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Section 5-5 : Fundamental Theorem for Line Integrals

1. Evaluate \( \displaystyle \int\limits_{C}{{\nabla f\centerdot d\vec r}}\) where \(f\left( {x,y} \right) = {x^3}\left( {3 - {y^2}} \right) + 4y\) and \(C\) is given by \(\vec r\left( t \right) = \left\langle {3 - {t^2},5 - t} \right\rangle \) with \( - 2 \le t \le 3\).

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Start Solution

There really isn’t all that much to do with this problem. We are integrating over a gradient vector field and so the integral is set up to use the Fundamental Theorem for Line Integrals.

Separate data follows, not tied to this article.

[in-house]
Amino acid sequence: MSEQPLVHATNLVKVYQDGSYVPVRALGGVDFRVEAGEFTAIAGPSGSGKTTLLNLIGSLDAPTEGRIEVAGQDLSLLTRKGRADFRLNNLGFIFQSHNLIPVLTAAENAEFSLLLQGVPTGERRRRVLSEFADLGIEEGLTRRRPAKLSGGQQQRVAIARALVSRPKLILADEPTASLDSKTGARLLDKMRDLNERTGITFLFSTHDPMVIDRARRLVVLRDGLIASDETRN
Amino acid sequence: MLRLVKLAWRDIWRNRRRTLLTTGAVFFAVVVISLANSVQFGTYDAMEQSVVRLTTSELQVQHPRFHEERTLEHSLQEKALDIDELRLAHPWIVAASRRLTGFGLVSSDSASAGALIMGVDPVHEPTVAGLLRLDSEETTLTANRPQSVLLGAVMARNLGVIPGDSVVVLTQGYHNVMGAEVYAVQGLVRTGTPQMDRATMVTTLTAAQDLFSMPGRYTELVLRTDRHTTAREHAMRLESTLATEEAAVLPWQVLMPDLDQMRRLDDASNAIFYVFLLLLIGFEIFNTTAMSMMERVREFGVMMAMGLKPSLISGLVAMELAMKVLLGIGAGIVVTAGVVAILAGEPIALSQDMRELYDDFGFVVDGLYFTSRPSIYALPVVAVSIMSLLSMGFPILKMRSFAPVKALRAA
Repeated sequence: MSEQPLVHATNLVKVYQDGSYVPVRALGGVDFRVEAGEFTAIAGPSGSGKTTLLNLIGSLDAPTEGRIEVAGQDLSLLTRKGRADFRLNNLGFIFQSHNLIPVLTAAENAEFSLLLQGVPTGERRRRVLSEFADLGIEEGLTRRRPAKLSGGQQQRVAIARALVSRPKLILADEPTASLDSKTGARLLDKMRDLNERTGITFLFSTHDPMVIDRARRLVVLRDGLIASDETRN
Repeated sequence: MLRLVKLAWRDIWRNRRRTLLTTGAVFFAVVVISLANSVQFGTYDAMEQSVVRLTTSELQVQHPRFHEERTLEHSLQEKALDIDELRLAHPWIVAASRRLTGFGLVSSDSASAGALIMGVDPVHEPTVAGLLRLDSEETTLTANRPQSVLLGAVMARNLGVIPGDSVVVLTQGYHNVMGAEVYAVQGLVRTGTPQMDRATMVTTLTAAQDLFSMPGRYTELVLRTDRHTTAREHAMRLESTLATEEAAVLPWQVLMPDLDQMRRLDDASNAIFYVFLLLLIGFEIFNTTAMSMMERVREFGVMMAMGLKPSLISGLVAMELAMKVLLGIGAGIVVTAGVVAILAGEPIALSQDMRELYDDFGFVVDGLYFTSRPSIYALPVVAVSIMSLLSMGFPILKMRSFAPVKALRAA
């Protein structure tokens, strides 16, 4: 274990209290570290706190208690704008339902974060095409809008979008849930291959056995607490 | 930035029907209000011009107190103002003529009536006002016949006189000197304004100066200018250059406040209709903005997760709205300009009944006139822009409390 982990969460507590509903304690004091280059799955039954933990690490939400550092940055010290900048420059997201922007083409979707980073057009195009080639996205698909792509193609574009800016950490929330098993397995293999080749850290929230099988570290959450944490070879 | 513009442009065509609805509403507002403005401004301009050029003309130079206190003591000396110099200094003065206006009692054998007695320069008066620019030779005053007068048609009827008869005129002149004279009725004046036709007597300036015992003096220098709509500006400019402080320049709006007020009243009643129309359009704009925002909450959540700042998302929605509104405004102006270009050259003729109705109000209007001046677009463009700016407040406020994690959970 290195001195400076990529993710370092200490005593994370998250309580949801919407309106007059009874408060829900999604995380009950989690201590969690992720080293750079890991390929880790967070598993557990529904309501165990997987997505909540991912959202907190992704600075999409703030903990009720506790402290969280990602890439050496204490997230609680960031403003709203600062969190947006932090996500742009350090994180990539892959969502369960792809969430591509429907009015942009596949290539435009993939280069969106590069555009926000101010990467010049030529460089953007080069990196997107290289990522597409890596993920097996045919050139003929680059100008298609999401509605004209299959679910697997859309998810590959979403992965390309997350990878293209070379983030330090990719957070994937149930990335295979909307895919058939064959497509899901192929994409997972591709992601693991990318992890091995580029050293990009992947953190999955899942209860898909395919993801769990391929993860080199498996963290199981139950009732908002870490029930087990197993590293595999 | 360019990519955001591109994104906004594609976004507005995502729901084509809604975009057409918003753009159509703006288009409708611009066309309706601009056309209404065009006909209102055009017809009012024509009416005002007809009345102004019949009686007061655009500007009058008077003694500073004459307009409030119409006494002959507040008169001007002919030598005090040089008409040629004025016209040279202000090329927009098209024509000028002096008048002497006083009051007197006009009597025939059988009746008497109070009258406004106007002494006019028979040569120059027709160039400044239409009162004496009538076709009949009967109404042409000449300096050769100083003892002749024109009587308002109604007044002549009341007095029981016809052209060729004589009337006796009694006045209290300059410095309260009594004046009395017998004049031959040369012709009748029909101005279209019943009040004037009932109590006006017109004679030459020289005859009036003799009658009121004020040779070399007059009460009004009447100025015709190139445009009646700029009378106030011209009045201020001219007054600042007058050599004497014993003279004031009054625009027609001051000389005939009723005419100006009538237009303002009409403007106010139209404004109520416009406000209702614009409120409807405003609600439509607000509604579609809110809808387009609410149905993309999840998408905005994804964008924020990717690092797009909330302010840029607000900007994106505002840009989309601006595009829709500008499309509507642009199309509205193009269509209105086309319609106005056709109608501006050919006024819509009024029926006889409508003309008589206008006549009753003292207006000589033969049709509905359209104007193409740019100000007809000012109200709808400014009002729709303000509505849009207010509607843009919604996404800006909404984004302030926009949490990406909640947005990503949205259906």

To do that we’ll need the following two “points”.

\[\vec r\left( { - 2} \right) = \left\langle { - 1,7} \right\rangle \hspace{0.25in}\hspace{0.25in}\vec r\left( 3 \right) = \left\langle { - 6,2} \right\rangle \]

Remember that we are thinking of these as the position vector representations of the points \(\left( { - 1,7} \right)\) and \(\left( { - 6,2} \right)\) respectively.

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Now simply apply the Fundamental Theorem to evaluate the integral.

\[ \displaystyle \int\limits_{C}{{\nabla f\centerdot d\vec r}} = f\left( {\vec r\left( 3 \right)} \right) - f\left( {\vec r\left( { - 2} \right)} \right) = f\left( { - 6,2} \right) - f\left( { - 1,7} \right) = 224 - 74 = \require{bbox} \bbox[2pt,border:1px solid black]{{150}}\]